If you’re being bullied, I understand the world you’re living in.  Yes, it completely stinks getting bullied, but please know this:  there is life after being bullied.  Please don’t let it overwhelm you.  Keep in mind that what may be happening today may not be happening next week, or even next month.  

 If you’re in a situation that you’re not comfortable with, just know that life is full of great changes and wonderful surprises!  If they can happen to me, they can happen to you too!

Live United!


Last Friday, the United Way of Central Indiana launched an ambitious campaign goal of $39.2 million. This kickoff event was held on the Circle and sponsored by the Colts. MCCOY, and several other UWCI member organizations were on hand to kick off this year’s season of giving. Without funding from the United Way, many of these organizations would have a difficult time serving their constituencies.

So please, give generously this year. If you don’t donate this year, that crazy Colts superfan (posing with MCCOY staff) will crush you.

If you don’t have a workplace campaign, you can still participate:
http://www.uwci.org/index.asp?p=30

Indy Star article on the event:
http://www.indystar.com/article/20110909/LOCAL/109090412/1001/NEWS

Personal Reflections

As with the rest of the country, and quite possibly the world, I find myself reflecting on the events that happened ten years ago on 9/11. That date and that year in particular changed a lot of people’s lives in dramatic ways and also changed our country. We became much more aware of our vulnerabilities and our impact – both positive and negative – on the world stage. We began to question what, exactly, does freedom and democracy mean? What is the USA’s role in world affairs? And, we as citizens gained much more insight and transparency into the affairs of our government.

For me, personally, September 2001 changed my life. Not only did I live outside of Washington DC and witness what the attacks did to that area, but my brother had just moved to New York City one week before the World Trade Center was hit. It took half a day just to reach him to find out that he was ok.

In September 2001, I also met the man who would become my future husband. In the past ten years I have become a wife and a mother to two beautiful children. As the anniversary of 9/11 draws near, I find myself thinking about how the world was when I was growing up and how the world will be as my children grow. During my life, I witnessed the creation of the space shuttle, the fall of the Berlin Wall and the end of the Cold War. I witnessed the U.S. become a major player on the world stage. To me, the country seemed invincible and full of ambition, achievement and promise.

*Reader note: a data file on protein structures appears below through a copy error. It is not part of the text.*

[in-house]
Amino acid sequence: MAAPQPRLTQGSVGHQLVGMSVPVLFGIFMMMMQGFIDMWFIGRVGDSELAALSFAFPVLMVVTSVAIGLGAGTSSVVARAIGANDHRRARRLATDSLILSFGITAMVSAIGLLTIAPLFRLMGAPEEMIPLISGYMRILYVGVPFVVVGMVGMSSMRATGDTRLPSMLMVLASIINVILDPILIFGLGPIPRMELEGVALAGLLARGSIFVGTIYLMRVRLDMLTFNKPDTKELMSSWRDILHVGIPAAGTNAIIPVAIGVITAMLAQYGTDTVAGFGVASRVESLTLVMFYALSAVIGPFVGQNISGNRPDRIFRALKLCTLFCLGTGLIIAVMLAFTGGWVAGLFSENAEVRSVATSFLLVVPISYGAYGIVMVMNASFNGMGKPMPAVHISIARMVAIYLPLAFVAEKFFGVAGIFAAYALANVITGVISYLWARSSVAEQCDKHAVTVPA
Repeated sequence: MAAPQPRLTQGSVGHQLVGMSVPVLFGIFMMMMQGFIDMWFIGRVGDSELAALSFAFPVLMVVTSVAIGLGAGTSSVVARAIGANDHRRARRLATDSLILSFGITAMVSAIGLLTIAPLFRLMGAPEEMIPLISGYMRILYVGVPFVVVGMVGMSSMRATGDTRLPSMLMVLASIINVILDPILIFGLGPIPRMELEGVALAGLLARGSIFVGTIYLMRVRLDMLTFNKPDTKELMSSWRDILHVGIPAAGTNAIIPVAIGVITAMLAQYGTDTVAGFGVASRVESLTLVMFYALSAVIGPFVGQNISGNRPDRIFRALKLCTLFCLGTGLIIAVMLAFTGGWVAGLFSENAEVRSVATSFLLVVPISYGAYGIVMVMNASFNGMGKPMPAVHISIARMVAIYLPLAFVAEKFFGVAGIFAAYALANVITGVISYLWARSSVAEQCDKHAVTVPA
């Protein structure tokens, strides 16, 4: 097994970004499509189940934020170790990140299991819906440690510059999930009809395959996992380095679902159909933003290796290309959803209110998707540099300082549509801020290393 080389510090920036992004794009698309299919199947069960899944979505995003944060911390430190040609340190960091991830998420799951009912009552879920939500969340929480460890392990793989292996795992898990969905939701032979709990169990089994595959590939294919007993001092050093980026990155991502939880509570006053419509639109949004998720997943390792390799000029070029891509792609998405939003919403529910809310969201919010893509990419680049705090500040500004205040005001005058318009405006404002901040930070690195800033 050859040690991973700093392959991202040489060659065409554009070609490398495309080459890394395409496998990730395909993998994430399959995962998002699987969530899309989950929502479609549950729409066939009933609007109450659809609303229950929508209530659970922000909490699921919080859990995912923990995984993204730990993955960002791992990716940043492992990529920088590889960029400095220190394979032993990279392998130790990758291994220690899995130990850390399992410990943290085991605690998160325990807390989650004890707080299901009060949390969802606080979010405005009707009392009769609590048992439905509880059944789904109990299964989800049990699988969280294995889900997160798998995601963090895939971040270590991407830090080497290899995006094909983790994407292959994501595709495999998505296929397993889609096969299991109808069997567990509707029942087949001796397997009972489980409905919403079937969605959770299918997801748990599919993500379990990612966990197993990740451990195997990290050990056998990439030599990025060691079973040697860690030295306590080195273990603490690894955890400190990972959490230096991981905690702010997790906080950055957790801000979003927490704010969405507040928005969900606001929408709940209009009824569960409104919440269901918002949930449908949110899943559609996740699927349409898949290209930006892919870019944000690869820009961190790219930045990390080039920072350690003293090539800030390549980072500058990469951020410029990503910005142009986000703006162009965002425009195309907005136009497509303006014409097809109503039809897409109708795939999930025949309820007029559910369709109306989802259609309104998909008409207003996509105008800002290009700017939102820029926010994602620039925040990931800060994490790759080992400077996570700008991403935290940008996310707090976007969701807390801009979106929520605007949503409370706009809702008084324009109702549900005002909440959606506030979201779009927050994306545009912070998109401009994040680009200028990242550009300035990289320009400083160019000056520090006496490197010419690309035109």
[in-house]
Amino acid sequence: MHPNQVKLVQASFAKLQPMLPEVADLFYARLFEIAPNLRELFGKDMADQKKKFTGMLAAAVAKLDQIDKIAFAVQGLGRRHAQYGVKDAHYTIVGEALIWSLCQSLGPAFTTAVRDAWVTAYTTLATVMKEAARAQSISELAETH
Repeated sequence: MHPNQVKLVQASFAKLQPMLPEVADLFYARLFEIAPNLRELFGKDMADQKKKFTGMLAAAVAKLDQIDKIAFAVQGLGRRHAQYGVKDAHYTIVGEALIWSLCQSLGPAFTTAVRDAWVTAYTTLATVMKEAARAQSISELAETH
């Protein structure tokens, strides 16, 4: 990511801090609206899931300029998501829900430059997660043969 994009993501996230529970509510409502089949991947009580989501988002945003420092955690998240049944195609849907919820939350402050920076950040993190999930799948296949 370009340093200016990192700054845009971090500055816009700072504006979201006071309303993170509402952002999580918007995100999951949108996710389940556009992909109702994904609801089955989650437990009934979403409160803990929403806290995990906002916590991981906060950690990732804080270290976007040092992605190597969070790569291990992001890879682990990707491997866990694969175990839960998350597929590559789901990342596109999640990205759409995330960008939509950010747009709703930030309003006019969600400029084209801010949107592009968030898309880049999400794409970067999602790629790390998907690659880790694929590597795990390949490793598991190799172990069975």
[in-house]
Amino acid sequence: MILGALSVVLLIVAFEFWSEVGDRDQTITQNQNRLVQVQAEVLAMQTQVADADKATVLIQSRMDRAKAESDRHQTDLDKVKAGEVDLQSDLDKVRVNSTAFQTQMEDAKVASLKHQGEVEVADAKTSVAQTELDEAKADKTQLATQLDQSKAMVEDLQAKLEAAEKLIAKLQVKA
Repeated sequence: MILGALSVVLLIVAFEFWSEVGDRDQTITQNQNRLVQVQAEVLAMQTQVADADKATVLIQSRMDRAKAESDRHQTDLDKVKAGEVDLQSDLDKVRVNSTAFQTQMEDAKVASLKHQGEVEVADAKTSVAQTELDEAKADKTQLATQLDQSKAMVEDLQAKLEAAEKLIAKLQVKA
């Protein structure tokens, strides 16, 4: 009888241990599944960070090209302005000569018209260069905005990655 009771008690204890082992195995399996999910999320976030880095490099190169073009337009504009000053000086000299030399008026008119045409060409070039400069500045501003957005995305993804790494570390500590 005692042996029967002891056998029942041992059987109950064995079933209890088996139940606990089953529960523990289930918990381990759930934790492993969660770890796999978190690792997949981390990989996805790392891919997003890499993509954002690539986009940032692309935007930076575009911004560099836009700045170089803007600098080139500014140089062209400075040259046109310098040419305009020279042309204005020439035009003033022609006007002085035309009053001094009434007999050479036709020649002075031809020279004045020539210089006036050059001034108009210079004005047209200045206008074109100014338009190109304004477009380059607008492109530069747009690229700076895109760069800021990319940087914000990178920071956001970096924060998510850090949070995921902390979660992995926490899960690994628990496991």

But things have changed now and I’m wondering what the future holds for our country and what legacy I’ll be handing off to my children. Change can be good – it can bring new ideas, new directions and improvements. But, change is also unsettling for a lot of people because of it’s uncertainty.

As an advocate, I try to create awareness of the importance of investing in children so that they can thrive and succeed. But personally, because I hope to give my children those opportunities, I also want to instill in them a sense of personal and global responsibility. I want to make sure that they understand that it’s not enough just to be successful, but that we need to share with others who are less fortunate. We need to give back to our community so that others may have opportunities. And, most importantly, that respect for our fellow human beings is paramount to our success as a society.

I truly hope that all of the conflicts and global strife that my generation is seeing is creating a sense in our young people that we, as a country, are not one, but that we are all. We are not just Hoosiers or Americans, we are global citizens. I hope that the next generation will understand that with freedom and democracy also come respect and responsibility. Freedom is not just for one group or ideology, but freedom for all. Democracy is not just the right to vote, but also about being an informed citizen.

I look forward to seeing what the next decade holds and I will continue to try to do my part to ensure that the upcoming generations are equipped to take over where we leave off. I